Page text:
Most middle income earners won't be able to retire comfortably unless tax rates for KiwiSaver investments are slashed and savers are forced to take on more risk, a lobby group for the industry claims.
The Financial Services Council, whose members include major banks and life insurance companies, says it has written to politicians with a package of policy recommendations which if implemented would potentially double the income of employees in retirement.
The council wants the default funds for KiwiSaver, the funds where people are placed when they don't choose a fund, to move from being conservatively invested to a balanced portfolio.
The change would increase a saver's exposure to share and property investments and potentially increase their investment risk.
The government decided against making a change to the conservative setting in October last year stating that the aim of the default funds was to provide stable returns and build confidence in KiwiSaver while savers consider the best fund for their individual circumstances.
At the time around 23 per cent of the 2.1 million KiwiSaver members were in default funds with an estimated $3.5 billion invested.
The Financial Services Council also wants to cut the tax rates on KiwiSaver, dropping the top rate from 28 per cent to 15 per cent, the mid rate from 17.5 to 8 per cent and the lowest rate from 10.5 per cent to 4.3 per cent.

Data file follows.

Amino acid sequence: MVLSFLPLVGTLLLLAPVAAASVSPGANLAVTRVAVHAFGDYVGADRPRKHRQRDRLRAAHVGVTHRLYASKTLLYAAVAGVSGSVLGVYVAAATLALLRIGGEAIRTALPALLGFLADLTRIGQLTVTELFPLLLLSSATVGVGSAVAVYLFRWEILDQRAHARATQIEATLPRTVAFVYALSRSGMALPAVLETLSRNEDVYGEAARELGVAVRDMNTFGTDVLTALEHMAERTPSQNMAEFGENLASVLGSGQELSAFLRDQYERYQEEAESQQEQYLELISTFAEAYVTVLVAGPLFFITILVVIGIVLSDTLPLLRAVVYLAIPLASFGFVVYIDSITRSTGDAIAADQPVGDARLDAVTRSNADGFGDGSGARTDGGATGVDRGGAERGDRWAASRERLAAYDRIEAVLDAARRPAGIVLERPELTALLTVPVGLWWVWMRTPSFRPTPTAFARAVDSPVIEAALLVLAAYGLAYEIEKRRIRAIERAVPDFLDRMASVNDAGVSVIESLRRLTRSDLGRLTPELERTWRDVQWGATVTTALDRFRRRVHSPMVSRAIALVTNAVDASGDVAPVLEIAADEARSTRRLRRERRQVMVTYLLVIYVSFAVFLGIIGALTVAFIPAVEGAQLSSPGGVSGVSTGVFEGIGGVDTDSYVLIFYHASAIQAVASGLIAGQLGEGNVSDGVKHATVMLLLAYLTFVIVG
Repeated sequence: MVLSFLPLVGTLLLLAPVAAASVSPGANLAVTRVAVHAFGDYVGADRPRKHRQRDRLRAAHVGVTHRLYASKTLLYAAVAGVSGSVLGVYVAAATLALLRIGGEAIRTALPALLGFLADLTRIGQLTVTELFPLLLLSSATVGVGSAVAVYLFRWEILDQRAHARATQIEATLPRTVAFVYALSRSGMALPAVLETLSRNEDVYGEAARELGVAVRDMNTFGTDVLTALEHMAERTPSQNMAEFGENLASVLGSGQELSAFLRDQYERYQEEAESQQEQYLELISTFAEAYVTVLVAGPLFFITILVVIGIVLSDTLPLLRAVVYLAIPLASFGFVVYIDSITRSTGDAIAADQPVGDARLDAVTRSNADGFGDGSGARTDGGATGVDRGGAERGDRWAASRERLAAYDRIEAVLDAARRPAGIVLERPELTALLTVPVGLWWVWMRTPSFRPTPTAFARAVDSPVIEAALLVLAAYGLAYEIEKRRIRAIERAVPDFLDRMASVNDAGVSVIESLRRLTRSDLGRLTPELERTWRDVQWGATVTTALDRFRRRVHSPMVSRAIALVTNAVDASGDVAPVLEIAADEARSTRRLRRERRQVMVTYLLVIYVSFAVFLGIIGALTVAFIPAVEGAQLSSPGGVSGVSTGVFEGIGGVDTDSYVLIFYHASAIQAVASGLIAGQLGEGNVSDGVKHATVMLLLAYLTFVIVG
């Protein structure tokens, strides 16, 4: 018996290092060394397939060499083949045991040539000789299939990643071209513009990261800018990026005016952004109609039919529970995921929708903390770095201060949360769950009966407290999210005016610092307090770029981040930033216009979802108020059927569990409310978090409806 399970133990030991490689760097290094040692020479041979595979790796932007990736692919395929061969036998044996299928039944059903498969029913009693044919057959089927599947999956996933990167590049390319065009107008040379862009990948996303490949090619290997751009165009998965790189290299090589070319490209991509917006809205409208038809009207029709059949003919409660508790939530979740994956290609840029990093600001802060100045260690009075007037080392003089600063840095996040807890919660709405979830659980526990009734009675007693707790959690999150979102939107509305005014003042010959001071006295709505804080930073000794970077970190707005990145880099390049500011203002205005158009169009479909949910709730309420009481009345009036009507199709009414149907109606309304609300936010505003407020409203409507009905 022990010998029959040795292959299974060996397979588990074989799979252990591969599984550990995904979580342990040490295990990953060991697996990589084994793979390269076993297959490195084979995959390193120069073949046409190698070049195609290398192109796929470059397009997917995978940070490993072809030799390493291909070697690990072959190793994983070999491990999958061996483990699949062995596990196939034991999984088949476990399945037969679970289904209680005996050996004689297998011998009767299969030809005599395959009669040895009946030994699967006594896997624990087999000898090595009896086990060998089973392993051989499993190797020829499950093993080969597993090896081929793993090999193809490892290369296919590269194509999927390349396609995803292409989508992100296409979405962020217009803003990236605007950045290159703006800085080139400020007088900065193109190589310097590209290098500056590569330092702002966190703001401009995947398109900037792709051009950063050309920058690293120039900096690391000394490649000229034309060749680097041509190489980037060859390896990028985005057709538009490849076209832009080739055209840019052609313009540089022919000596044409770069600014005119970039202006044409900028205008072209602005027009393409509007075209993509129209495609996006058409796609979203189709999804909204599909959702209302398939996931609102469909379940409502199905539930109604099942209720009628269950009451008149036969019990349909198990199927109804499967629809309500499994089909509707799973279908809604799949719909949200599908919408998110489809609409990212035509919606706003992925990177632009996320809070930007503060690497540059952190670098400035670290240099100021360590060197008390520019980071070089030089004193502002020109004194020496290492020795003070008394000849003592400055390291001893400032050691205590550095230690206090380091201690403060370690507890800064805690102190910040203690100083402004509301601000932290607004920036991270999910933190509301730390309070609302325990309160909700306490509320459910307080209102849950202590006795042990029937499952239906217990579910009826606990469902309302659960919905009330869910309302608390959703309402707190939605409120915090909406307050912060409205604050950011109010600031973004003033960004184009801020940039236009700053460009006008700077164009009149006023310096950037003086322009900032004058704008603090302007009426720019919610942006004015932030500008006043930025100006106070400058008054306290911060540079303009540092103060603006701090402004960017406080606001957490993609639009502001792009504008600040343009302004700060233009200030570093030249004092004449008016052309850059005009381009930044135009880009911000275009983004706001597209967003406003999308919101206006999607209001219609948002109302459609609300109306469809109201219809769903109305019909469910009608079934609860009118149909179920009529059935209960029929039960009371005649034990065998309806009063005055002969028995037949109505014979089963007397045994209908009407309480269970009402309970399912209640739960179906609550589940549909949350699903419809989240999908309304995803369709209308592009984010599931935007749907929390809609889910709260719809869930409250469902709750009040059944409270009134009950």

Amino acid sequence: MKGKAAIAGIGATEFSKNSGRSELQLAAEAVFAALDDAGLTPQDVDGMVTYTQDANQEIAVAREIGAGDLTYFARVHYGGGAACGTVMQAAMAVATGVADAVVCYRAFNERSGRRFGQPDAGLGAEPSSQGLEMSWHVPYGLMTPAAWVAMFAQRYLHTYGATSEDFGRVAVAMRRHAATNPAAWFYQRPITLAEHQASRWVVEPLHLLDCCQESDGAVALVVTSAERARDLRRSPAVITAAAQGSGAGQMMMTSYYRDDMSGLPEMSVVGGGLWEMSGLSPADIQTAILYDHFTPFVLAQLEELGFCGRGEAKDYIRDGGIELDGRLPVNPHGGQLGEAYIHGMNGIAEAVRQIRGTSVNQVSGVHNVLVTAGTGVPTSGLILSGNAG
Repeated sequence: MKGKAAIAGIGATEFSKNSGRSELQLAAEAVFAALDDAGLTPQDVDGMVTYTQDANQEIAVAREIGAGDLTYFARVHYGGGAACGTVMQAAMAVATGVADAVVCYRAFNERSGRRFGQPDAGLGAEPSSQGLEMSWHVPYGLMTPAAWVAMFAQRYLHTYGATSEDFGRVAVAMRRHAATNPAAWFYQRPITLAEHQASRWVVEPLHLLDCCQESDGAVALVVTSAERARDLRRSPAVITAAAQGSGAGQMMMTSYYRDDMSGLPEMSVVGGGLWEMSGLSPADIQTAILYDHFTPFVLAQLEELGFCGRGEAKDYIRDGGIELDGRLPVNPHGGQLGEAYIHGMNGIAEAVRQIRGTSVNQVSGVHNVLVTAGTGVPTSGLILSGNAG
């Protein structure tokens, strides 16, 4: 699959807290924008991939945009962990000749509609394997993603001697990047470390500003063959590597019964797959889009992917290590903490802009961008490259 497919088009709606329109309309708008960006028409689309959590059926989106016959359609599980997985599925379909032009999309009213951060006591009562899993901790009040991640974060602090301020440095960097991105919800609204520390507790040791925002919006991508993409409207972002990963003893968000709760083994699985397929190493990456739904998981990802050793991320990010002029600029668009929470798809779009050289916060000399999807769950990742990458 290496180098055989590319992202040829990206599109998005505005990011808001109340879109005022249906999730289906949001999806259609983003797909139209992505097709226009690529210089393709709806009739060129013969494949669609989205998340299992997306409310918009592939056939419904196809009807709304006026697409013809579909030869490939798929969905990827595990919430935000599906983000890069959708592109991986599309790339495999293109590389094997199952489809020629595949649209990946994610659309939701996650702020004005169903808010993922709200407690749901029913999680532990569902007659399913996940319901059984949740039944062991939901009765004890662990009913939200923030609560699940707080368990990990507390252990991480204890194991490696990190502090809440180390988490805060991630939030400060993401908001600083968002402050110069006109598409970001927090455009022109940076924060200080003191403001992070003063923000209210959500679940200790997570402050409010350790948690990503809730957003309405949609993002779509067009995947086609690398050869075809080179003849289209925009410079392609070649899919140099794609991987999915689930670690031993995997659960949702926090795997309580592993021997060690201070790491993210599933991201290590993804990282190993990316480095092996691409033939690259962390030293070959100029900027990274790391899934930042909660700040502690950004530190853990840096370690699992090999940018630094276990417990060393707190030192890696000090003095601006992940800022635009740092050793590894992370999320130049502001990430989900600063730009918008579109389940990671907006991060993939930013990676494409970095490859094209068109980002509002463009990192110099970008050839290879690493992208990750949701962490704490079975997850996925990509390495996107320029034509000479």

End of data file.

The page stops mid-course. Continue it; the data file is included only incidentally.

This would be paid for by getting rid of the tax member credit which allows savers to get a maximum of $521 per year from the government if they save $1042.
FSC chief executive Peter Neilson said New Zealand currently had the most punitive tax regime for retirement saving in the developed world.
"Someone on the average wage saving over 40 years will lose half of their retirement nest egg to the impact of tax," he said.
Neilson said its analysis showed the $521 tax credit was worth $28,000 over 40 years.
But cutting the tax rate could drop contributions for someone on the average wage by $164,000 and boost their nest egg by $288,000 over a 40 year working life.
Neilson said its research had shown a comfortable retirement would be around double the rate of New Zealand Superannuation, currently $282 a week after tax for each person in a married, civil union or defacto relationship.
The council's proposal would not change the rate of New Zealand Superannuation and it said contributions rates for KiwiSaver could be between 6 per cent 9 per cent split between an employee and employer.
The current contribution minimum rate is 6 per cent combined but Labour wants to increase it to 9 per cent and make the scheme compulsory.